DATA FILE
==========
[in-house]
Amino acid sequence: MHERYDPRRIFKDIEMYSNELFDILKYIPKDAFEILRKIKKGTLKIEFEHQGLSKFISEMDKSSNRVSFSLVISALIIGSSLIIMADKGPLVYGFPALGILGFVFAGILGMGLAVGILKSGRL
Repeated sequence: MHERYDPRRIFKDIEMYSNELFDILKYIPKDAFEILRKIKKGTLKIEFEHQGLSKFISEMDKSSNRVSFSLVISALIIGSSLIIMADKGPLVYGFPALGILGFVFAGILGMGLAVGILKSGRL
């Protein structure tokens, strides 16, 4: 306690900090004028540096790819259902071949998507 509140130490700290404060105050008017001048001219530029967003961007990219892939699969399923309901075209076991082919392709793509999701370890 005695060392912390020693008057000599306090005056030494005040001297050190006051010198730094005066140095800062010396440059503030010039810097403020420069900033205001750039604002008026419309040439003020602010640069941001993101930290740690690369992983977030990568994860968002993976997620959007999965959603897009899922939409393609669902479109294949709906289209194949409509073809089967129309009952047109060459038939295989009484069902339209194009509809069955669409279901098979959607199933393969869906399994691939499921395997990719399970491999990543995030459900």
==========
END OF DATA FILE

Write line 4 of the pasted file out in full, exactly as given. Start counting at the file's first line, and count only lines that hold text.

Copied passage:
């Protein structure tokens, strides 16, 4: 306690900090004028540096790819259902071949998507 509140130490700290404060105050008017001048001219530029967003961007990219892939699969399923309901075209076991082919392709793509999701370890 005695060392912390020693008057000599306090005056030494005040001297050190006051010198730094005066140095800062010396440059503030010039810097403020420069900033205001750039604002008026419309040439003020602010640069941001993101930290740690690369992983977030990568994860968002993976997620959007999965959603897009899922939409393609669902479109294949709906289209194949409509073809089967129309009952047109060459038939295989009484069902339209194009509809069955669409279901098979959607199933393969869906399994691939499921395997990719399970491999990543995030459900």